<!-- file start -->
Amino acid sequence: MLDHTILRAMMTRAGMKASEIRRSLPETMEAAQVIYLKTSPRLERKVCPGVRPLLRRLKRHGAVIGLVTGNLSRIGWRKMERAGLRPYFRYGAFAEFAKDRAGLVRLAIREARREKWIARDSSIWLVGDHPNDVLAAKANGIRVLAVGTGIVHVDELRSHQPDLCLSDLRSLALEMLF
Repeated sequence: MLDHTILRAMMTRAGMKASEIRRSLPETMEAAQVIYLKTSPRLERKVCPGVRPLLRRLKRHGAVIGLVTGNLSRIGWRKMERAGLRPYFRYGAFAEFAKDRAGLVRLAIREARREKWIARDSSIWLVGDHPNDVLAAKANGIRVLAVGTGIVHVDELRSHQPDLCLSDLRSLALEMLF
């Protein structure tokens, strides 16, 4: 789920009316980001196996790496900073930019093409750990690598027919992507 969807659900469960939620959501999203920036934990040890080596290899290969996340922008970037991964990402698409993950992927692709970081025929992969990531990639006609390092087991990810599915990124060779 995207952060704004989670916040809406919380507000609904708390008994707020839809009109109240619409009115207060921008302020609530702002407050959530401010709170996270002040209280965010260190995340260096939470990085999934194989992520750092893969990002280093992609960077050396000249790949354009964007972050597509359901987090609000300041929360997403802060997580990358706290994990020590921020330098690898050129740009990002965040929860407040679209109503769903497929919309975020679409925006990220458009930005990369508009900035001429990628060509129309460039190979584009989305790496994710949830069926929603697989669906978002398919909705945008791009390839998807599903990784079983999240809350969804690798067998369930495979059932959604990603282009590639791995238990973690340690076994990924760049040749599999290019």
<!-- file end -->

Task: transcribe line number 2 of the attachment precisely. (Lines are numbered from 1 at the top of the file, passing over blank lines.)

Repeated sequence: MLDHTILRAMMTRAGMKASEIRRSLPETMEAAQVIYLKTSPRLERKVCPGVRPLLRRLKRHGAVIGLVTGNLSRIGWRKMERAGLRPYFRYGAFAEFAKDRAGLVRLAIREARREKWIARDSSIWLVGDHPNDVLAAKANGIRVLAVGTGIVHVDELRSHQPDLCLSDLRSLALEMLF